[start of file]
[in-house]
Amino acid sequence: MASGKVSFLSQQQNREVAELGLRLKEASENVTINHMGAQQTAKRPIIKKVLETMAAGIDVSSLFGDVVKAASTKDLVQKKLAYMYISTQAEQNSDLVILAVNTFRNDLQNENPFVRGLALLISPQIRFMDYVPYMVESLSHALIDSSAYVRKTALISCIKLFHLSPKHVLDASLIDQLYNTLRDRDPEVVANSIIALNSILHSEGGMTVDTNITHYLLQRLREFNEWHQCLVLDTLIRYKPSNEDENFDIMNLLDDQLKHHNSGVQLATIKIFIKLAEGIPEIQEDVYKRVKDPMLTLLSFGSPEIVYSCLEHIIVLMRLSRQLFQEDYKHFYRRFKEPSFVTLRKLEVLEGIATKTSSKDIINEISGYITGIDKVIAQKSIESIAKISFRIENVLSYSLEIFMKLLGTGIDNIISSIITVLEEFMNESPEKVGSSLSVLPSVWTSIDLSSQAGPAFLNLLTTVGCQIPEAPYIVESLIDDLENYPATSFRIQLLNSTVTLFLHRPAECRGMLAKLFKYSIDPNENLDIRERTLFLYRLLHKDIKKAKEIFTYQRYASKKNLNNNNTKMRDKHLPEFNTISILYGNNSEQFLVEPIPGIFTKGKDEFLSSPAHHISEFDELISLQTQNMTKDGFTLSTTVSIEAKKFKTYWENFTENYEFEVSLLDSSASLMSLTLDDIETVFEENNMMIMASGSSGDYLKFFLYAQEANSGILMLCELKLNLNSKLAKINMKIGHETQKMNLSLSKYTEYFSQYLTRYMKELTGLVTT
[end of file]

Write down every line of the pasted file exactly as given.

[in-house]
Amino acid sequence: MASGKVSFLSQQQNREVAELGLRLKEASENVTINHMGAQQTAKRPIIKKVLETMAAGIDVSSLFGDVVKAASTKDLVQKKLAYMYISTQAEQNSDLVILAVNTFRNDLQNENPFVRGLALLISPQIRFMDYVPYMVESLSHALIDSSAYVRKTALISCIKLFHLSPKHVLDASLIDQLYNTLRDRDPEVVANSIIALNSILHSEGGMTVDTNITHYLLQRLREFNEWHQCLVLDTLIRYKPSNEDENFDIMNLLDDQLKHHNSGVQLATIKIFIKLAEGIPEIQEDVYKRVKDPMLTLLSFGSPEIVYSCLEHIIVLMRLSRQLFQEDYKHFYRRFKEPSFVTLRKLEVLEGIATKTSSKDIINEISGYITGIDKVIAQKSIESIAKISFRIENVLSYSLEIFMKLLGTGIDNIISSIITVLEEFMNESPEKVGSSLSVLPSVWTSIDLSSQAGPAFLNLLTTVGCQIPEAPYIVESLIDDLENYPATSFRIQLLNSTVTLFLHRPAECRGMLAKLFKYSIDPNENLDIRERTLFLYRLLHKDIKKAKEIFTYQRYASKKNLNNNNTKMRDKHLPEFNTISILYGNNSEQFLVEPIPGIFTKGKDEFLSSPAHHISEFDELISLQTQNMTKDGFTLSTTVSIEAKKFKTYWENFTENYEFEVSLLDSSASLMSLTLDDIETVFEENNMMIMASGSSGDYLKFFLYAQEANSGILMLCELKLNLNSKLAKINMKIGHETQKMNLSLSKYTEYFSQYLTRYMKELTGLVTT